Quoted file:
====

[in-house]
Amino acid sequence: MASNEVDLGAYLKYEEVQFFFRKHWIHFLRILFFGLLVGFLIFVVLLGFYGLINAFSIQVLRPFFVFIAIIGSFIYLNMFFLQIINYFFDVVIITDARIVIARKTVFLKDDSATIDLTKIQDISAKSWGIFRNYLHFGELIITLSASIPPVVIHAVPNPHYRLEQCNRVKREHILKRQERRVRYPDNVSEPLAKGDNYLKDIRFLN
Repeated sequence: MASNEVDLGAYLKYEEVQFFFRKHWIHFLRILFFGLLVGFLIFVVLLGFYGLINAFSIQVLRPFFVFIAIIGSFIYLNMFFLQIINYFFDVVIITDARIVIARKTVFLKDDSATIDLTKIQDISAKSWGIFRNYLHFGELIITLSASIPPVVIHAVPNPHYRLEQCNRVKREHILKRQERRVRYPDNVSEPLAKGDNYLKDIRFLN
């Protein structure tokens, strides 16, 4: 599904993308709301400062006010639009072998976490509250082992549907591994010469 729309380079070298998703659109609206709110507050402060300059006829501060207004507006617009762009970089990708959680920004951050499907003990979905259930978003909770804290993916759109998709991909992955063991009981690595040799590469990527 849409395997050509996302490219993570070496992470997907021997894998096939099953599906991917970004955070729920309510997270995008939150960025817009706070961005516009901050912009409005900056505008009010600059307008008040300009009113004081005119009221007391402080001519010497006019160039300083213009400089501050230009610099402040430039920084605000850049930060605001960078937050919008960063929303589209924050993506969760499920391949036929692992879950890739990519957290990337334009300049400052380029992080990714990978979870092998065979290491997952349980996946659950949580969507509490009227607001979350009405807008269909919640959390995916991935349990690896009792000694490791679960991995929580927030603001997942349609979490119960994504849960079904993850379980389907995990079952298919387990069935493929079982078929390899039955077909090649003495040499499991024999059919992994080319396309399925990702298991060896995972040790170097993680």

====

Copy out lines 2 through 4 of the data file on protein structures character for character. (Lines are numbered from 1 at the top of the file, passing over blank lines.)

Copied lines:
Amino acid sequence: MASNEVDLGAYLKYEEVQFFFRKHWIHFLRILFFGLLVGFLIFVVLLGFYGLINAFSIQVLRPFFVFIAIIGSFIYLNMFFLQIINYFFDVVIITDARIVIARKTVFLKDDSATIDLTKIQDISAKSWGIFRNYLHFGELIITLSASIPPVVIHAVPNPHYRLEQCNRVKREHILKRQERRVRYPDNVSEPLAKGDNYLKDIRFLN
Repeated sequence: MASNEVDLGAYLKYEEVQFFFRKHWIHFLRILFFGLLVGFLIFVVLLGFYGLINAFSIQVLRPFFVFIAIIGSFIYLNMFFLQIINYFFDVVIITDARIVIARKTVFLKDDSATIDLTKIQDISAKSWGIFRNYLHFGELIITLSASIPPVVIHAVPNPHYRLEQCNRVKREHILKRQERRVRYPDNVSEPLAKGDNYLKDIRFLN
């Protein structure tokens, strides 16, 4: 599904993308709301400062006010639009072998976490509250082992549907591994010469 729309380079070298998703659109609206709110507050402060300059006829501060207004507006617009762009970089990708959680920004951050499907003990979905259930978003909770804290993916759109998709991909992955063991009981690595040799590469990527 849409395997050509996302490219993570070496992470997907021997894998096939099953599906991917970004955070729920309510997270995008939150960025817009706070961005516009901050912009409005900056505008009010600059307008008040300009009113004081005119009221007391402080001519010497006019160039300083213009400089501050230009610099402040430039920084605000850049930060605001960078937050919008960063929303589209924050993506969760499920391949036929692992879950890739990519957290990337334009300049400052380029992080990714990978979870092998065979290491997952349980996946659950949580969507509490009227607001979350009405807008269909919640959390995916991935349990690896009792000694490791679960991995929580927030603001997942349609979490119960994504849960079904993850379980389907995990079952298919387990069935493929079982078929390899039955077909090649003495040499499991024999059919992994080319396309399925990702298991060896995972040790170097993680």